Mildred:
Mr Findlay, may I ask you a question about...

Findlay:
By all means.

Mildred:
Is it possible that if I was more often at Stansted Hall, you would be able to help people realise, a lot more, how wrongly they are going ? And thank you very much for using me, being able to use me. Should I make myself more available for you ?

Findlay:
I hope so...

Mildred:
I know very well...

Findlay:
I don't want you to – I don't want you to get the wrong impression. I want to clarify if I can, certain points.

Mildred:
Yes.

Findlay:
You know as well as I do that I've devoted many years of my life to the movement, of propagating it with my books, and the endowment that I gave to the Spiritualist movement. How that it should be an open forum, that it should be utilised, that the house should be utilised for propagating this truth for the development of instruments that could serve and be of great service in an outer world, and they should use the college as a college where they can be trained, and where they could be sent out.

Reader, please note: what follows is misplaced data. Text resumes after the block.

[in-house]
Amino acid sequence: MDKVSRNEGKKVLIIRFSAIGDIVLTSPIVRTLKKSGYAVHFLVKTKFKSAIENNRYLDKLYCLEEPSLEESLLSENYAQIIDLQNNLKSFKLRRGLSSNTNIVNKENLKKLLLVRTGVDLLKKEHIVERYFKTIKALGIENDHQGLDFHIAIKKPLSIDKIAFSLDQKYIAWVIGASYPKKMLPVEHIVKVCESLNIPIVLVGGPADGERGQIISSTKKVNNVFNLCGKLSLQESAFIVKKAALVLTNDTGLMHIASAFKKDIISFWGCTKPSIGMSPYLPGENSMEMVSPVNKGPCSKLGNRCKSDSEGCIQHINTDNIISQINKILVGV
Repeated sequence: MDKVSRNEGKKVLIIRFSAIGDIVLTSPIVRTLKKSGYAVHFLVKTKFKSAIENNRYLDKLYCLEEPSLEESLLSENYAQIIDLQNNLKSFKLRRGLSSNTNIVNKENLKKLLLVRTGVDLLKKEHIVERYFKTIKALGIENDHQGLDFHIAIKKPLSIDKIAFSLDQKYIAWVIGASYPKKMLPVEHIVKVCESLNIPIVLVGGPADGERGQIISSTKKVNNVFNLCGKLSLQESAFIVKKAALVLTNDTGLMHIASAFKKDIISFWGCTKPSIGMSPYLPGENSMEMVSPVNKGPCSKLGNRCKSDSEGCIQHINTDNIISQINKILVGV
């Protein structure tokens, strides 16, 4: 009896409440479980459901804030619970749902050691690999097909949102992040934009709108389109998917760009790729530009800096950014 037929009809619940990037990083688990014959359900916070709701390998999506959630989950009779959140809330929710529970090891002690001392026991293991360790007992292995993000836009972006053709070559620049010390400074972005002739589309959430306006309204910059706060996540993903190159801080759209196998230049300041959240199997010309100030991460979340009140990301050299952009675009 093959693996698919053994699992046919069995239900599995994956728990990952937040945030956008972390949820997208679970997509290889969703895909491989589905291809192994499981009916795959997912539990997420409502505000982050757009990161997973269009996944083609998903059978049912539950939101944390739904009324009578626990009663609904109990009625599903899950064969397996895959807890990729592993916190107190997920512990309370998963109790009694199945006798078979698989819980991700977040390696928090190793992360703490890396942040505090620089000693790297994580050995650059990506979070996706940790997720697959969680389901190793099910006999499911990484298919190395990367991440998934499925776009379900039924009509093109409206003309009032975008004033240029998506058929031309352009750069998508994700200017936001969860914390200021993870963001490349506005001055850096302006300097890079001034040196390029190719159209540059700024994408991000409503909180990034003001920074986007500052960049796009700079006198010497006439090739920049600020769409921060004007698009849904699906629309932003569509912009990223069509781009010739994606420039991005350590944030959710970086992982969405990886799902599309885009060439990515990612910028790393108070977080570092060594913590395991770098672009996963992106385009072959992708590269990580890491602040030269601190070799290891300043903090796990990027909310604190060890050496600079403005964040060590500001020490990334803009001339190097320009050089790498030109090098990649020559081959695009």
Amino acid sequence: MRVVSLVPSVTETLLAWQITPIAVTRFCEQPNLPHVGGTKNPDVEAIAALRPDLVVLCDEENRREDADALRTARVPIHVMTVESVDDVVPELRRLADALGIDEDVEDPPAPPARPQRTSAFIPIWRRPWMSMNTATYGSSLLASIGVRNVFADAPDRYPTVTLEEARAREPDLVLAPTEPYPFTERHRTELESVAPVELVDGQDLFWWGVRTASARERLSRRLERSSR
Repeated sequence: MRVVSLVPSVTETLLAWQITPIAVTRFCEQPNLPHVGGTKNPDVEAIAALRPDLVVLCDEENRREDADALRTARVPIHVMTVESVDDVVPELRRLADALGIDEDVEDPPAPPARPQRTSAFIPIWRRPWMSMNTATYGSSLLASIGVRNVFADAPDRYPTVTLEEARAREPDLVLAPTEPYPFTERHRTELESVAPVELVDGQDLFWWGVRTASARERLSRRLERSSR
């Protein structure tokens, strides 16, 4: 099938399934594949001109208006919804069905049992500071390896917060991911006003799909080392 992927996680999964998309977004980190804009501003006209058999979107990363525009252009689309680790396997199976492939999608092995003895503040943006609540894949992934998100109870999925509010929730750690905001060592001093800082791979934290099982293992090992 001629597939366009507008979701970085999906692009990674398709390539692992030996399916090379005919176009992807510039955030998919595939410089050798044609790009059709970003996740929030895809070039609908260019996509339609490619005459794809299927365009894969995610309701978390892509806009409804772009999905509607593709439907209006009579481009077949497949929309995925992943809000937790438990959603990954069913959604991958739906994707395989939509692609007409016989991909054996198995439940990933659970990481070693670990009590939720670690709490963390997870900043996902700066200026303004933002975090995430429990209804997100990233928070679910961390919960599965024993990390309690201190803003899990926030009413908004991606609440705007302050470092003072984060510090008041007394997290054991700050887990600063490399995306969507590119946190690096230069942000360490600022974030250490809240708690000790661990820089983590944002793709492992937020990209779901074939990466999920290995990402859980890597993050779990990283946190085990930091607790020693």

I'd always hoped that it could be used in that sense, that it could be a training college where people could learn about the movement, the aspects of mediumship, the development of mediumship. Where they could be trained, where they could be housed, where they could be educated, where they could find a way in which they could best serve, and they could be sent out and about to various societies, churches, propaganda meetings; presenting this subject intelligently, rationally, and evidentially. But it seems to me as if it's developed into what is a second-rate hotel - with not very good service and poor food !

Sitter:
[Laughter] Yes.

Findlay:
I'm sorry if I have to say this...

Sitter:
No, no. You're quite right.

Findlay: